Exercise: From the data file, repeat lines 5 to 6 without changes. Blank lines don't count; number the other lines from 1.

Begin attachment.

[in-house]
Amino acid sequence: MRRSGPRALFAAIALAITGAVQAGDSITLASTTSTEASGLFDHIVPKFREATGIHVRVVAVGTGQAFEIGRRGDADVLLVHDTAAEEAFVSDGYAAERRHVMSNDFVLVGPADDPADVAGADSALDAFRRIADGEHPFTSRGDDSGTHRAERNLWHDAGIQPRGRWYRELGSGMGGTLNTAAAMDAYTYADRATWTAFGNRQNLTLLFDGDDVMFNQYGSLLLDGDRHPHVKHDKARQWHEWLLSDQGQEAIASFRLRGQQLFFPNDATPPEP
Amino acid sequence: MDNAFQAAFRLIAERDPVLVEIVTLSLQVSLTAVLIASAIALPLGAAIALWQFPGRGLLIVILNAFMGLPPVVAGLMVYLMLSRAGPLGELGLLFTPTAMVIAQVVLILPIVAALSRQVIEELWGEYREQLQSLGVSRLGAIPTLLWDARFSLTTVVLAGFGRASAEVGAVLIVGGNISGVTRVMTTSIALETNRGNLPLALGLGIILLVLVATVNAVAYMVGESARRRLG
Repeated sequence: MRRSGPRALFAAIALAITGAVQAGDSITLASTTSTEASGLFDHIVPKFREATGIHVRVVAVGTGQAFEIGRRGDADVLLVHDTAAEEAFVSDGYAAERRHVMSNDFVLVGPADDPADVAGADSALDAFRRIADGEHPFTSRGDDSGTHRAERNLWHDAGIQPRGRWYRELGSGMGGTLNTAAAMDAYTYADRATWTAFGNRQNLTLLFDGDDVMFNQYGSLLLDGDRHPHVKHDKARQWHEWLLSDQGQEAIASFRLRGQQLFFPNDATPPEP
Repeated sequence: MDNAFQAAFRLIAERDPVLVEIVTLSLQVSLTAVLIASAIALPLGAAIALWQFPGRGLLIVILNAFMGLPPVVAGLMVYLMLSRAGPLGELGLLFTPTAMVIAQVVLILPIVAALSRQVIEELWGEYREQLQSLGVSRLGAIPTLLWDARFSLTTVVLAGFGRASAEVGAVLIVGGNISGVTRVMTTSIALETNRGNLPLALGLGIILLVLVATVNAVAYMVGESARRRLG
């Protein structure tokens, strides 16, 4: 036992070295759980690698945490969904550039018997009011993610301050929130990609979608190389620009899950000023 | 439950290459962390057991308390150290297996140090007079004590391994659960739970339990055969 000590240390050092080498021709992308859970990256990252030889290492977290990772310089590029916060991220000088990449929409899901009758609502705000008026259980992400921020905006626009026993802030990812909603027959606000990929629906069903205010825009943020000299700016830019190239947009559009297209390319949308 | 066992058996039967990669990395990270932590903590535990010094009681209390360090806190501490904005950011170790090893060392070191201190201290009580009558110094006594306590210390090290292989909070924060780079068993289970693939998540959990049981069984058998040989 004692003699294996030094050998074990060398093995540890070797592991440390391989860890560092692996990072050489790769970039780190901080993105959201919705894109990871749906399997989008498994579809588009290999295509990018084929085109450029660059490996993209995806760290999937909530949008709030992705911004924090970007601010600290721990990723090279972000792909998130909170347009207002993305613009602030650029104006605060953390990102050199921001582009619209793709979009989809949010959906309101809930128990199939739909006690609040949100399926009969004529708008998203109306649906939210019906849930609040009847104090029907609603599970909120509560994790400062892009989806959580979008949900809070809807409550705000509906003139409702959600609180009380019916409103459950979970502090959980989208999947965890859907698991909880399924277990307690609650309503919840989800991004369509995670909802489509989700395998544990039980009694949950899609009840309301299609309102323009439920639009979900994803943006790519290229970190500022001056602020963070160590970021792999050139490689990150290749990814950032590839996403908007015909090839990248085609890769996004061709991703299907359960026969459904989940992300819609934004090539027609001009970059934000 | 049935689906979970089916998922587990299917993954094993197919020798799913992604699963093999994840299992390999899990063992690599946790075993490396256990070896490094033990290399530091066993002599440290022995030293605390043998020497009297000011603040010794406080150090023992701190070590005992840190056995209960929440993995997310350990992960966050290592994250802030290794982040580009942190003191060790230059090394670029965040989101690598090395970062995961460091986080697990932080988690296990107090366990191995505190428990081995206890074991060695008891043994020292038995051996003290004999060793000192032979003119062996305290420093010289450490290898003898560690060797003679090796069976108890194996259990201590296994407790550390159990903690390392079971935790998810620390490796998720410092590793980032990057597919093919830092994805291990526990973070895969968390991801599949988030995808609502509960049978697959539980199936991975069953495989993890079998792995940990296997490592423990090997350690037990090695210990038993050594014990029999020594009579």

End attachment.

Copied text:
Repeated sequence: MDNAFQAAFRLIAERDPVLVEIVTLSLQVSLTAVLIASAIALPLGAAIALWQFPGRGLLIVILNAFMGLPPVVAGLMVYLMLSRAGPLGELGLLFTPTAMVIAQVVLILPIVAALSRQVIEELWGEYREQLQSLGVSRLGAIPTLLWDARFSLTTVVLAGFGRASAEVGAVLIVGGNISGVTRVMTTSIALETNRGNLPLALGLGIILLVLVATVNAVAYMVGESARRRLG
């Protein structure tokens, strides 16, 4: 036992070295759980690698945490969904550039018997009011993610301050929130990609979608190389620009899950000023 | 439950290459962390057991308390150290297996140090007079004590391994659960739970339990055969 000590240390050092080498021709992308859970990256990252030889290492977290990772310089590029916060991220000088990449929409899901009758609502705000008026259980992400921020905006626009026993802030990812909603027959606000990929629906069903205010825009943020000299700016830019190239947009559009297209390319949308 | 066992058996039967990669990395990270932590903590535990010094009681209390360090806190501490904005950011170790090893060392070191201190201290009580009558110094006594306590210390090290292989909070924060780079068993289970693939998540959990049981069984058998040989 004692003699294996030094050998074990060398093995540890070797592991440390391989860890560092692996990072050489790769970039780190901080993105959201919705894109990871749906399997989008498994579809588009290999295509990018084929085109450029660059490996993209995806760290999937909530949008709030992705911004924090970007601010600290721990990723090279972000792909998130909170347009207002993305613009602030650029104006605060953390990102050199921001582009619209793709979009989809949010959906309101809930128990199939739909006690609040949100399926009969004529708008998203109306649906939210019906849930609040009847104090029907609603599970909120509560994790400062892009989806959580979008949900809070809807409550705000509906003139409702959600609180009380019916409103459950979970502090959980989208999947965890859907698991909880399924277990307690609650309503919840989800991004369509995670909802489509989700395998544990039980009694949950899609009840309301299609309102323009439920639009979900994803943006790519290229970190500022001056602020963070160590970021792999050139490689990150290749990814950032590839996403908007015909090839990248085609890769996004061709991703299907359960026969459904989940992300819609934004090539027609001009970059934000 | 049935689906979970089916998922587990299917993954094993197919020798799913992604699963093999994840299992390999899990063992690599946790075993490396256990070896490094033990290399530091066993002599440290022995030293605390043998020497009297000011603040010794406080150090023992701190070590005992840190056995209960929440993995997310350990992960966050290592994250802030290794982040580009942190003191060790230059090394670029965040989101690598090395970062995961460091986080697990932080988690296990107090366990191995505190428990081995206890074991060695008891043994020292038995051996003290004999060793000192032979003119062996305290420093010289450490290898003898560690060797003679090796069976108890194996259990201590296994407790550390159990903690390392079971935790998810620390490796998720410092590793980032990057597919093919830092994805291990526990973070895969968390991801599949988030995808609502509960049978697959539980199936991975069953495989993890079998792995940990296997490592423990090997350690037990090695210990038993050594014990029999020594009579």